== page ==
If you’ve got Bill structuring his part of the project one way, Jill structuring her part another way, and Will trying to keep up with both Bill’s and Jill’s methods, things are going to get messy fast (and not just because all of your employees’ names happen to rhyme). This will inevitably lead to long meetings spent arguing over trifles. If you have team members that have already started a project using certain conventions, you can bet they’re going to defend that method to the death to avoid going back and fixing what they consider to be finished work. This is why it’s extremely important to develop a front end package in cases where significant collaboration is involved. You’ll probably still have to hold a meeting to decide on specific conventions to follow, but you’ll find that team members are much more flexible to new methods if it doesn’t require backtracking.
The key takeaway here is to develop a system before a project begins, not during. This will increase the chance of acceptance and prevent a lot of incompatibility issues down the road. Also, be sure to include your team in the decision making process. This is hugely important to the success of the package for a number of reasons. First, it’s always a bad idea for management to create a system to streamline a given task without consulting the people who are closest to that task. No matter how many more college degrees you have than the people under you, chances are they are the single best authority on what will and won’t work. Finally, apart from the issue of effectiveness is again the issue of acceptance. If you hand your team a set of guidelines that they’ve had no part in developing, they will drag their feet and complain the entire way because you are forcing them into something they don’t want to do. However, if you let team members from every level actively participate in the development of the conventions, they are much more likely to conform to the new system because they aided in its creation and direction.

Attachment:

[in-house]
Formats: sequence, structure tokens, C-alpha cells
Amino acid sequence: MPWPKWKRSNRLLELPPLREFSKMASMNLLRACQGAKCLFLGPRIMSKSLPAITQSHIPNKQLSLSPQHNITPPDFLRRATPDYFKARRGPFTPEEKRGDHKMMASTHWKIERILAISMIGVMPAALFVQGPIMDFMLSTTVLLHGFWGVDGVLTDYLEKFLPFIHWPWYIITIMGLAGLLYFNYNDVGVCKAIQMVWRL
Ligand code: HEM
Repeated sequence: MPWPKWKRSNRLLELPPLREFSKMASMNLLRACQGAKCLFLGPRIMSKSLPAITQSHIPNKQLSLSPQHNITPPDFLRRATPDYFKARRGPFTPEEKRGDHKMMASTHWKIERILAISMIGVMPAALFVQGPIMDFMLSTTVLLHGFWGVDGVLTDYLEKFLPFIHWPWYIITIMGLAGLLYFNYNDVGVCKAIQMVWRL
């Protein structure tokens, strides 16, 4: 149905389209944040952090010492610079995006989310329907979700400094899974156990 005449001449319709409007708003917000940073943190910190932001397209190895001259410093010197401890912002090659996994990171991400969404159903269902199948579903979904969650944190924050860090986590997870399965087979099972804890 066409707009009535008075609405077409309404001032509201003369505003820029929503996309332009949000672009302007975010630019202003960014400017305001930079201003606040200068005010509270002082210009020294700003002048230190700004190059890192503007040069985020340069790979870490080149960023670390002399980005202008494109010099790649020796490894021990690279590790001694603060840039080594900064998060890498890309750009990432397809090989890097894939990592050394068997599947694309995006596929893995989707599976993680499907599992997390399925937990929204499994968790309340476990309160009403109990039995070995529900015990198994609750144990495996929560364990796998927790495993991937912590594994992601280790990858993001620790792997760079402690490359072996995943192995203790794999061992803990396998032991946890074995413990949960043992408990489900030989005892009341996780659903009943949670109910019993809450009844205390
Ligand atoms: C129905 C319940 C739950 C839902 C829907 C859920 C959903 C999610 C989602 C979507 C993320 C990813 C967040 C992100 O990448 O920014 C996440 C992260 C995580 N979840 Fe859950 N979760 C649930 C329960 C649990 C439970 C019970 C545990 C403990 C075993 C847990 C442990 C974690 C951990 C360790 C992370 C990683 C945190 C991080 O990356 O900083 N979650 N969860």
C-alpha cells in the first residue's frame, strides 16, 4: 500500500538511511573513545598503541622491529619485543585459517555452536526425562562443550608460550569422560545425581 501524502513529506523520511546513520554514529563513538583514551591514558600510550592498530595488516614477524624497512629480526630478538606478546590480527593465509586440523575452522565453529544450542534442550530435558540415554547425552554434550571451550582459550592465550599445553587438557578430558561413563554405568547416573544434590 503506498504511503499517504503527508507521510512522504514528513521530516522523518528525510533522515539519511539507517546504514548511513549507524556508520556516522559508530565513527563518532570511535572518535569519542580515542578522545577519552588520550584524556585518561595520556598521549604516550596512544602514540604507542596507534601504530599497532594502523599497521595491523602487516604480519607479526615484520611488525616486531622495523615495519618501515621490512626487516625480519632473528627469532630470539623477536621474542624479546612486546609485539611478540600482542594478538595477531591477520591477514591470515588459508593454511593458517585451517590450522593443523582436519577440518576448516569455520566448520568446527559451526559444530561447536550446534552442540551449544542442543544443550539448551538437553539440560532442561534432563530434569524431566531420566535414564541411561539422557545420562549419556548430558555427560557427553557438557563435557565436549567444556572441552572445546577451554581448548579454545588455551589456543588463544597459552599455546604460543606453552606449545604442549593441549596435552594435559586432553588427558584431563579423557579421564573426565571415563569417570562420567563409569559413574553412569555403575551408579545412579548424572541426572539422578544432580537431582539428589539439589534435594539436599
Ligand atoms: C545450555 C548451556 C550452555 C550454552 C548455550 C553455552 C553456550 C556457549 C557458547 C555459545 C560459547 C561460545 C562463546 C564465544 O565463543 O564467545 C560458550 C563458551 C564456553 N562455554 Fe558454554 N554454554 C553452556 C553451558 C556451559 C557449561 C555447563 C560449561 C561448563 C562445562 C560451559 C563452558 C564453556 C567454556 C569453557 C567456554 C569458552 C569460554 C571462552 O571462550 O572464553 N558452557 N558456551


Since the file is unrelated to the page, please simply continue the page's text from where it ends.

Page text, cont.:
Developing a front end package allows you to implement a certain degree of quality control across the members of your team from the outset of the project. It ensures common mistakes, such as grabbing the wrong doc type or forgetting to include a certain browser specific style sheet, aren’t made. Further, having a strict system in place can help prevent intentionally sloppy work. In a mad rush to get a project going, developers will often use non-standards compliant code, vague variable names, obscure tricks, and any number of other shortcuts with the argument that they will go back and fix these things later. The problem of course is that there usually isn’t time to go back and fix these things later in the project as you approach key deadlines. Many of these problems will disappear if your foster a culture that avoids such practices and discourages straying from agreed upon conventions.
In Regard to Design & Innovation
Before I close and ask to hear your opinions, I want to preempt an argument that might arise. Many see common conventions and strict rules as something that will cripple the design process, virtually eliminating any room for creativity or innovation. This simply is not the case in this instance and is in fact the opposite result of what a well-designed front end package will provide.
A good front end package will actually allow you to focus more on the creative elements of the development process through standardization of areas that eat up time and whose variation would not making a significant difference in the end result. What I mean by this is that such elements as your folder hierarchy will go completely unnoticed by the end user and are therefore not the place to focus your creativity on every single project. The idea here is to get through the boring stuff in one fell swoop so that you can quickly dig into the things that do, and should, vary from site to site; the things that make each site unique. With this type of system in place, you can spend more time developing original user interfaces, choosing custom color schemes, trying different font-families and coding innovative functions.
If the system you come up with hinders the creative process, it simply isn’t doing its job and should therefore be scrapped in favor of a trip back to the drawing board.
Sold on the idea of developing your own front end package but don’t know where to begin? Here are some free resources to get you started.
- A Killer Collection of Global CSS Reset Styles
- HTML Blank Page Examples
- A Simple PHP Template System
- 16 Basic CSS Layout Templates
Speak Your Mind
The above represents my long-winded argument for why I believe Erskine Design is right in asserting that every website should be built from a strong, standardized and preset foundation. Let us know if you think developing such a system is worth your time. Better yet, if you have a system in place, let us know how it works!